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A nurse prepares to administer rapid COVID-19 tests at a construction site in Toronto on Feb. 18, 2021.Frank Gunn/The Canadian Press

Demand for rapid COVID-19 tests could grow this fall, as companies begin to press returning workers to prove they aren’t infectious.

In coming months, as COVID-19 variants of concern continue to circulate and many workers remain unvaccinated, taking a test before work could become commonplace. Some companies are saying they will provide employees with rapid antigen tests, which produce results in minutes, until pandemic restrictions are lifted.

Rapid tests can detect COVID-19 infectiousness even in asymptomatic people, which can help to identify and isolate infections and reduce further spread. Public-health authorities consider the tests an important additional step on top of vaccinations, masks and physical distancing.

The fertilizer company Nutrien will be ramping up its rapid test use as employees return to the office this fall, according to executive vice-president Michael Webb.

“If an individual wants to come back in the office and, for whatever reason, medical or otherwise, doesn’t want to be vaccinated or can’t be vaccinated, then we would ask for them to do a rapid test,” he said.

In Ontario, employers can pick up free tests, provided by Health Canada to their local chambers of commerce. Rocco Rossi, president of the Ontario Chamber of Commerce, said he expects the tests to continue to be made available at no charge.

“Against the billions of dollars of impact on the economy, a few million dollars on distributing rapid tests is a no-brainer,” Mr. Rossi said.

Mr. Rossi said that there is a possibility that rapid testing might be expanded beyond just employees. Customers entering a store or workplace, for instance, might also be asked to take rapid tests in the future.

“Getting that reassurance that it’s safe to go out and do business again and to engage in more ordinary activities is absolutely critical,” said Perrin Beatty, president of the Canadian Chamber of Commerce. “Rapid tests will play an important part in that.”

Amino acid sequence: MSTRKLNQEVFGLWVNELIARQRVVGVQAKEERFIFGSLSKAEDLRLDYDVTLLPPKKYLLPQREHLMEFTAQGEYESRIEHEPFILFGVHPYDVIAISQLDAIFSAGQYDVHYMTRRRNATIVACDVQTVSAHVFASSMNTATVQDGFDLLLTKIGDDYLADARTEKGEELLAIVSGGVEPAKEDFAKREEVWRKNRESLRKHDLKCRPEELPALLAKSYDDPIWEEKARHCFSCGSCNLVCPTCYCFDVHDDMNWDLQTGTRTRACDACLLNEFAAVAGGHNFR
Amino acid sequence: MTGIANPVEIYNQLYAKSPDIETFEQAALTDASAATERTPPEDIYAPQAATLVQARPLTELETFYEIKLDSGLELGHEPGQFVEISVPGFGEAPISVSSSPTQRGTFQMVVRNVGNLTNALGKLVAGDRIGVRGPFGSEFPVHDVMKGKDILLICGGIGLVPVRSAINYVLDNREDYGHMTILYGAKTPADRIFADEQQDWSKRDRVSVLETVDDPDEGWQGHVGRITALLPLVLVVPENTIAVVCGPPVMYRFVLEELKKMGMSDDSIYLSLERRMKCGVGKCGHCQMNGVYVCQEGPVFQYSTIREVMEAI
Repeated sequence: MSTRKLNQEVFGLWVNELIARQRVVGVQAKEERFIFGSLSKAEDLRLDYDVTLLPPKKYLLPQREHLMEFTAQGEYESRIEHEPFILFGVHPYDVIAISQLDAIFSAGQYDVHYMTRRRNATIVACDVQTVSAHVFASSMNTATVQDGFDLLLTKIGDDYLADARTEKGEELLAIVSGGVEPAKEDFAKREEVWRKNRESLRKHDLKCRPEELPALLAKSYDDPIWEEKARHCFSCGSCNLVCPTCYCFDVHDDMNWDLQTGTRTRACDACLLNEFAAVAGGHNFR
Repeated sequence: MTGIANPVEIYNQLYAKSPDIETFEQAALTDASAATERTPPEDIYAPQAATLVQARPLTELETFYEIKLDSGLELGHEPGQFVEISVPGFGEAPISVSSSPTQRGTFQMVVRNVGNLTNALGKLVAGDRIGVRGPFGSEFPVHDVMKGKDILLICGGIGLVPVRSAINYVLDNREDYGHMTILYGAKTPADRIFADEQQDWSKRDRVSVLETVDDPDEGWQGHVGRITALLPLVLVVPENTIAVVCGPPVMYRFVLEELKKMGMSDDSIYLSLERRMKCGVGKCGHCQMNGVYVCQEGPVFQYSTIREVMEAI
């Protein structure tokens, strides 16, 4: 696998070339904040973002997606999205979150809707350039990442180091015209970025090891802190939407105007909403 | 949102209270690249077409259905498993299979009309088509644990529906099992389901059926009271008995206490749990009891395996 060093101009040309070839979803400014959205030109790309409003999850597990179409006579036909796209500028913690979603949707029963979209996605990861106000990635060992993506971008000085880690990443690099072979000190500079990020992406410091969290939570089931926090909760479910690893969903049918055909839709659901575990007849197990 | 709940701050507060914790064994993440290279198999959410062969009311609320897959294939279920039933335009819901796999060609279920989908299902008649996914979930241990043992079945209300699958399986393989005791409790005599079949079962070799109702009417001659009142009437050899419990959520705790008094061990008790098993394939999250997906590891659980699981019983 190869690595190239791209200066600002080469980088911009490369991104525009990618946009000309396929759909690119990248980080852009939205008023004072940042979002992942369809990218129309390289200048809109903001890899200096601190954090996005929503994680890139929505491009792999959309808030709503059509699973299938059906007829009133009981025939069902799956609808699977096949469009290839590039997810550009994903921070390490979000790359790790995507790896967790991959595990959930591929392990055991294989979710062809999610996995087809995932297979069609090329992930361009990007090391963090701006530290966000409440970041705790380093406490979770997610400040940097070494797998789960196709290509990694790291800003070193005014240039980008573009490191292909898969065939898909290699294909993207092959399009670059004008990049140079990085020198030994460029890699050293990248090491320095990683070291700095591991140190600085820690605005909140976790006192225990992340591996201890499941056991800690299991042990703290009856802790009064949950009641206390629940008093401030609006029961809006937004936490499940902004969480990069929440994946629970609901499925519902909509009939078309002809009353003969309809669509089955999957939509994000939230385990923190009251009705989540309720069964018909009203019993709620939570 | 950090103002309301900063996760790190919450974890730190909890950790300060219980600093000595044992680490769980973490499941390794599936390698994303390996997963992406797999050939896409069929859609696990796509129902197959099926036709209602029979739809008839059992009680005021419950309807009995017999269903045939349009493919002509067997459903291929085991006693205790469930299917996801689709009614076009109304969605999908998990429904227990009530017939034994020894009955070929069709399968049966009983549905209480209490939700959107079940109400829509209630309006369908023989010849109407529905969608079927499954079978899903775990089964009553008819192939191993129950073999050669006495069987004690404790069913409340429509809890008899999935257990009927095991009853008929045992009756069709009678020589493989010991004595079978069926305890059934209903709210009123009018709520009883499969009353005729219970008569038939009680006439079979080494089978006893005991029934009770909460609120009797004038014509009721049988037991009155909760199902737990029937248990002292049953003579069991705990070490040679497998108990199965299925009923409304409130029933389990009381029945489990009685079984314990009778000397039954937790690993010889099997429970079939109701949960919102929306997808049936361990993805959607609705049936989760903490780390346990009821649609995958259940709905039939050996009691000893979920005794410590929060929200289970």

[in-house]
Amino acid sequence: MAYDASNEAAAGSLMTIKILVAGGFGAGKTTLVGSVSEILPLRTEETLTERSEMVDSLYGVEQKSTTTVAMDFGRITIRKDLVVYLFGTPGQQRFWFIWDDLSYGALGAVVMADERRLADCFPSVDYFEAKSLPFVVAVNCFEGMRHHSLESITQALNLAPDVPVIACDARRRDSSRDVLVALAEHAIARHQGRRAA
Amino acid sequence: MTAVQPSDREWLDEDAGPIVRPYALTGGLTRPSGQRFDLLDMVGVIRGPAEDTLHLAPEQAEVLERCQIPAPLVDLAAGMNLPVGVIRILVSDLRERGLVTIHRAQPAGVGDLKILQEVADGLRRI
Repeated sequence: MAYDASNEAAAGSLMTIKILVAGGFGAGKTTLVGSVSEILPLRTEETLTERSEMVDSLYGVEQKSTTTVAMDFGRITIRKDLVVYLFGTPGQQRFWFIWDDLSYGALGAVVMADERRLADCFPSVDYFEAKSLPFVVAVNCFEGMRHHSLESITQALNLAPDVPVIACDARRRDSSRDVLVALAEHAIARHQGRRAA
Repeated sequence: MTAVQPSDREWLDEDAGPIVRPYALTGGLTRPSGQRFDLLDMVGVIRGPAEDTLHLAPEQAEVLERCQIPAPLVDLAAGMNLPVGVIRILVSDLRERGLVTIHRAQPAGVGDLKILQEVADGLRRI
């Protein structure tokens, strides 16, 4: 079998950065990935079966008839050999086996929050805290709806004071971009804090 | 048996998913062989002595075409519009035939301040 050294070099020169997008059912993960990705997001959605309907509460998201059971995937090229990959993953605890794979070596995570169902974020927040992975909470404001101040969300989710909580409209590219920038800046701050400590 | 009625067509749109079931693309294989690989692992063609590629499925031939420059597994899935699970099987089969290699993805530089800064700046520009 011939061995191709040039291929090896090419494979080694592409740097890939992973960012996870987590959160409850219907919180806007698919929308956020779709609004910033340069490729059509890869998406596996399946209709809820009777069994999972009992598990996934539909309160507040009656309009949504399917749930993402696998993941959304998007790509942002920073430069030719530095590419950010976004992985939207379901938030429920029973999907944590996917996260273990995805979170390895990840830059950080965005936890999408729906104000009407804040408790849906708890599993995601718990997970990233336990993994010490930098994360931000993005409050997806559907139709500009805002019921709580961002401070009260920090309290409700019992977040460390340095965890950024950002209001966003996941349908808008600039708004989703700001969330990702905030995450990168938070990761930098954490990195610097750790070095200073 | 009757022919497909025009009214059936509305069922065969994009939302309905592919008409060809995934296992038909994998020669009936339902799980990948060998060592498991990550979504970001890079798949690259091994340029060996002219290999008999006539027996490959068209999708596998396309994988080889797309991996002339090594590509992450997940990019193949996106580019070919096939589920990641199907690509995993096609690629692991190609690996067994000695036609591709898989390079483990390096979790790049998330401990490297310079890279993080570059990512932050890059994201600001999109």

Many Canadians, especially essential and on-site workers, already take routine rapid tests.

Janice Stein, founding director of the Munk School of Global Affairs and Public Policy, helped develop a rapid-test pilot program with the University of Toronto’s Creative Destruction Lab (CDL) earlier this year.

The CDL partnered with 12 large companies, including Air Canada, the Bank of Nova Scotia and Maple Leaf Sports and Entertainment, to develop strategies for widespread work force rapid testing. Since January, the project has grown to include 550 companies across the country – with more waiting to join the program, according to Ms. Stein.

“When you go downtown to get in an elevator, you can just open your phone, show ‘Screen Negative’ and go,” Ms. Stein said.

Suncor Energy Inc., one of the first companies to participate in the CDL program, currently requires testing for people entering worksites, and for all passengers on its charter flights departing from Calgary, Edmonton and Saskatoon airports, according to spokesperson Paul Newmarch.

Loblaw Companies Ltd. and its subsidiary Shoppers Drug Mart were early participants in the CDL program. William Cheung, a senior vice-president at Shoppers Drug Mart, said Loblaw asks – but does not require – its 100,000 employees to submit to regular screening. Many of them are front-line workers.

Both Suncor and Loblaw say they plan to use rapid testing in the workplace until pandemic restrictions are lifted.

But it is unclear whether businesses will be allowed to mandate rapid tests for their employees. In at least one case, a legal authority was asked to intervene.

In June, an arbitrator upheld a construction company’s right to mandate twice-weekly rapid tests for all people entering job sites where the risk of viral transmission was deemed to be high.

Local 183 of the Labourers’ Union brought the grievance against EllisDon Construction Ltd. An arbitrator dismissed the case on the grounds that physical distancing was not always possible on-site, that workers were at high risk of viral transmission and that the company’s testing facilities were hygienic and private.

Erich Schafer, a lawyer who worked on the case, said that while it does not necessarily set a binding precedent, it could pave the way for other companies to make rapid testing mandatory.

Testing isn’t the only issue that remains to be resolved between employers and employees. It is also unclear if companies will have the right to require their employees be vaccinated. In the United States, investment bank Morgan Stanley, Brown University and Columbia University have said that their staff will be required to be vaccinated before returning to their offices.

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